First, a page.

Me: “Well, she’s a bit old and grumpy. She doesn’t really get along with other cats very well, but—”

Lady: “Was she raised around other cats?”

Me: “No, she was mostly raised around dogs. She doesn’t get along with other cats. That’s why—”

Lady: “Well, is she stuck in one room all the time?”

Me: “She likes to stay in one room. If we let her roam she tends to pee on carpets, especially if there are other animals in the house. So I was planning—”

Lady: “Well, she sounds very territorial. It sounds like you want this kitten for yourself, not for your cat. If you really want an application, I’ll give you one, but you shouldn’t be introducing a new cat into your house.”

(I try and get a word in, but she just shoves an application in my hands and walks away. My friends and I are all very confused, and I turn to the older worker I was speaking to previously.)

Me: “But I’m not even planning on getting another cat until after my cat is gone. I just wanted to pet the kittens.”

Worker: “Oh, don’t worry about her. She gets angry when people come in to pet the cats because she says you’re ‘getting their hopes up.’ I think it brightens their day to have people to play with!”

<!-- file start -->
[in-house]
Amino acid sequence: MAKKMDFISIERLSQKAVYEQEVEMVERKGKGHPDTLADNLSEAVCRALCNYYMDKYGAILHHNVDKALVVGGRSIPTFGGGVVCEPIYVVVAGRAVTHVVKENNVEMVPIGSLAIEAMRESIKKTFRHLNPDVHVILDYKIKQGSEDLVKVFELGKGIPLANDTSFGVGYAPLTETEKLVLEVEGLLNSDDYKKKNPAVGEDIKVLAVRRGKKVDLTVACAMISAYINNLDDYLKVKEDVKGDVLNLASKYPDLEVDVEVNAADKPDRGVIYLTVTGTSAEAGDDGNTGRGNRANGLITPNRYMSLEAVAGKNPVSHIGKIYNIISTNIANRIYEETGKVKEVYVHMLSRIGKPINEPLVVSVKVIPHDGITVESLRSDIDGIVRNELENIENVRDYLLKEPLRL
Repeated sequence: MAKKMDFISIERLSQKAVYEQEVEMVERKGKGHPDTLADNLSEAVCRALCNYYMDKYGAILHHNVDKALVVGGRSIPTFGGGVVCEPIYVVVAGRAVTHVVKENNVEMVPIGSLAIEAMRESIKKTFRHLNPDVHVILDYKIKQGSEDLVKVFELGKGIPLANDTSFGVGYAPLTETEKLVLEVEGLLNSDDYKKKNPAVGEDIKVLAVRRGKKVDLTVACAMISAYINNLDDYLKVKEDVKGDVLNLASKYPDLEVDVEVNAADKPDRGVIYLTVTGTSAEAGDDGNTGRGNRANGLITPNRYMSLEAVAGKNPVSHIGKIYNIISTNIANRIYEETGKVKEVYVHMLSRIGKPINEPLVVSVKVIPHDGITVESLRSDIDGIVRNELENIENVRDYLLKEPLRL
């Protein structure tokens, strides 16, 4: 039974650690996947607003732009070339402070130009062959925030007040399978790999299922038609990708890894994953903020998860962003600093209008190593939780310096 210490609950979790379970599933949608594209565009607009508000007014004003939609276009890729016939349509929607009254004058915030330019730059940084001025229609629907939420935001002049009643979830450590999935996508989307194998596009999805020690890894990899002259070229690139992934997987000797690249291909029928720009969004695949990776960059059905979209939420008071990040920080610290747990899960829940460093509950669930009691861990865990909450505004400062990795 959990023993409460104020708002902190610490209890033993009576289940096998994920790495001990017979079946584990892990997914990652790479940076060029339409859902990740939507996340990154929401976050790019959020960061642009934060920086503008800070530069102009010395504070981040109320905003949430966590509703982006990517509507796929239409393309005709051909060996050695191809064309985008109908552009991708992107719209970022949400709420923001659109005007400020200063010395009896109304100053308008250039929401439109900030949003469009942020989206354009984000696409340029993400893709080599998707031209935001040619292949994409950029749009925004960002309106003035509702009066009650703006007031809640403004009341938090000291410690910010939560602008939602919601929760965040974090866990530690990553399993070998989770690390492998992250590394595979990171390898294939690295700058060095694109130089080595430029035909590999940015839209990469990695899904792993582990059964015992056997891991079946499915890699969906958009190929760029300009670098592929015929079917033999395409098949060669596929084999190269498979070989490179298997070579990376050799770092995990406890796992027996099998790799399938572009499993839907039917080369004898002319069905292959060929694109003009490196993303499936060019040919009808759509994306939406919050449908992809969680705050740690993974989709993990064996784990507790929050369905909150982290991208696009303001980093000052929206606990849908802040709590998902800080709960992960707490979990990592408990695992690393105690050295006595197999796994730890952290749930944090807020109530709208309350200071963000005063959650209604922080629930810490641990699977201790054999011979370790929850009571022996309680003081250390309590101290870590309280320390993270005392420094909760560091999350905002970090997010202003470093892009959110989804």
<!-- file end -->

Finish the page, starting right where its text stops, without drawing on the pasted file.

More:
(I had a great time with the cats, but I won’t be back to adopt a cat while that lady is working. Hopefully she’s gone when I’m looking to adopt a cat in a few years!)

It’s The Stray Details That Matter

, , , | Hopeless | April 15, 2018

I work in an animal shelter, and I know how difficult it is to find owners for certain pets. The older a pet is, the harder it is to get them adopted.

One day, a man walked in to give up an animal, and I sighed inwardly because it was an adult female cat. They are some of the hardest to find homes for. The cat was a beautiful torbie, young and in perfect health, but absolutely terrified.

She never really calmed down around us. She did nothing but hide and freak out whenever someone got too close. We could tell that she wasn’t doing well, as she was losing weight, and her fur was getting a lot thinner.

Then, after almost two months, a girl walked in. She looked like she was about to cry; she was shaking and biting her lip and blinking rapidly. She asked to look at our cats, especially if we had any nervous females. I was surprised and confused by her very unusual request, but I immediately thought of the torbie and took the girl to see her.

As soon as the girl saw the cat, she broke down in tears. To my surprise, the cat responded by letting out a meow, the only sound I’d ever heard her make, and instead of trying to run away, she started to carefully sneak closer.